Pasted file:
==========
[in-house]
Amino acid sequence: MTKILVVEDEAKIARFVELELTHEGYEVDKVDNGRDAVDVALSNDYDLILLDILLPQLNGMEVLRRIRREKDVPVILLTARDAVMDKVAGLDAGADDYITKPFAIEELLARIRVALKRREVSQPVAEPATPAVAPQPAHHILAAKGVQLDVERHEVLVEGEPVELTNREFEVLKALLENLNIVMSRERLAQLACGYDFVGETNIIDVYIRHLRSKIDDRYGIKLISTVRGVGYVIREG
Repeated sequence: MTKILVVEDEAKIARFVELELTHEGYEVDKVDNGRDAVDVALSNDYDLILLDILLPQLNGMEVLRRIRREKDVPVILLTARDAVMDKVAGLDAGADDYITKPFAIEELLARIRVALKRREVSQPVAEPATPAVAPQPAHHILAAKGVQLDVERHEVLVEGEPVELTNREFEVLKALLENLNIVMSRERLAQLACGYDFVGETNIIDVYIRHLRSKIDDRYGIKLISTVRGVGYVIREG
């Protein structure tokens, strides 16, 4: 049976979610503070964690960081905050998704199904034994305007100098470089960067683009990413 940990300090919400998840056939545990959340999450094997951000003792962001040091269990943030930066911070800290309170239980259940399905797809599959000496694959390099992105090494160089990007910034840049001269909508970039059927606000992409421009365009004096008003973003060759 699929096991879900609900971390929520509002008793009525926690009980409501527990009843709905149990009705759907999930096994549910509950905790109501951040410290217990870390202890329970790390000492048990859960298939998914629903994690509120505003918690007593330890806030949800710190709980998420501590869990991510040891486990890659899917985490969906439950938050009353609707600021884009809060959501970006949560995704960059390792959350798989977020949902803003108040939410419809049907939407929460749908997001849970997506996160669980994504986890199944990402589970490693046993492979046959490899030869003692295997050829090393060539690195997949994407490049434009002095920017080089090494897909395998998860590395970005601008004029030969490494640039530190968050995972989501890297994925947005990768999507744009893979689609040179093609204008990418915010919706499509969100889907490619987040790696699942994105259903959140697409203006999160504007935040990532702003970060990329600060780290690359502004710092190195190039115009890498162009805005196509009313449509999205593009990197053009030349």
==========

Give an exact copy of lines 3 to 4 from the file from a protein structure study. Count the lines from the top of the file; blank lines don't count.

Repeated sequence: MTKILVVEDEAKIARFVELELTHEGYEVDKVDNGRDAVDVALSNDYDLILLDILLPQLNGMEVLRRIRREKDVPVILLTARDAVMDKVAGLDAGADDYITKPFAIEELLARIRVALKRREVSQPVAEPATPAVAPQPAHHILAAKGVQLDVERHEVLVEGEPVELTNREFEVLKALLENLNIVMSRERLAQLACGYDFVGETNIIDVYIRHLRSKIDDRYGIKLISTVRGVGYVIREG
């Protein structure tokens, strides 16, 4: 049976979610503070964690960081905050998704199904034994305007100098470089960067683009990413 940990300090919400998840056939545990959340999450094997951000003792962001040091269990943030930066911070800290309170239980259940399905797809599959000496694959390099992105090494160089990007910034840049001269909508970039059927606000992409421009365009004096008003973003060759 699929096991879900609900971390929520509002008793009525926690009980409501527990009843709905149990009705759907999930096994549910509950905790109501951040410290217990870390202890329970790390000492048990859960298939998914629903994690509120505003918690007593330890806030949800710190709980998420501590869990991510040891486990890659899917985490969906439950938050009353609707600021884009809060959501970006949560995704960059390792959350798989977020949902803003108040939410419809049907939407929460749908997001849970997506996160669980994504986890199944990402589970490693046993492979046959490899030869003692295997050829090393060539690195997949994407490049434009002095920017080089090494897909395998998860590395970005601008004029030969490494640039530190968050995972989501890297994925947005990768999507744009893979689609040179093609204008990418915010919706499509969100889907490619987040790696699942994105259903959140697409203006999160504007935040990532702003970060990329600060780290690359502004710092190195190039115009890498162009805005196509009313449509999205593009990197053009030349």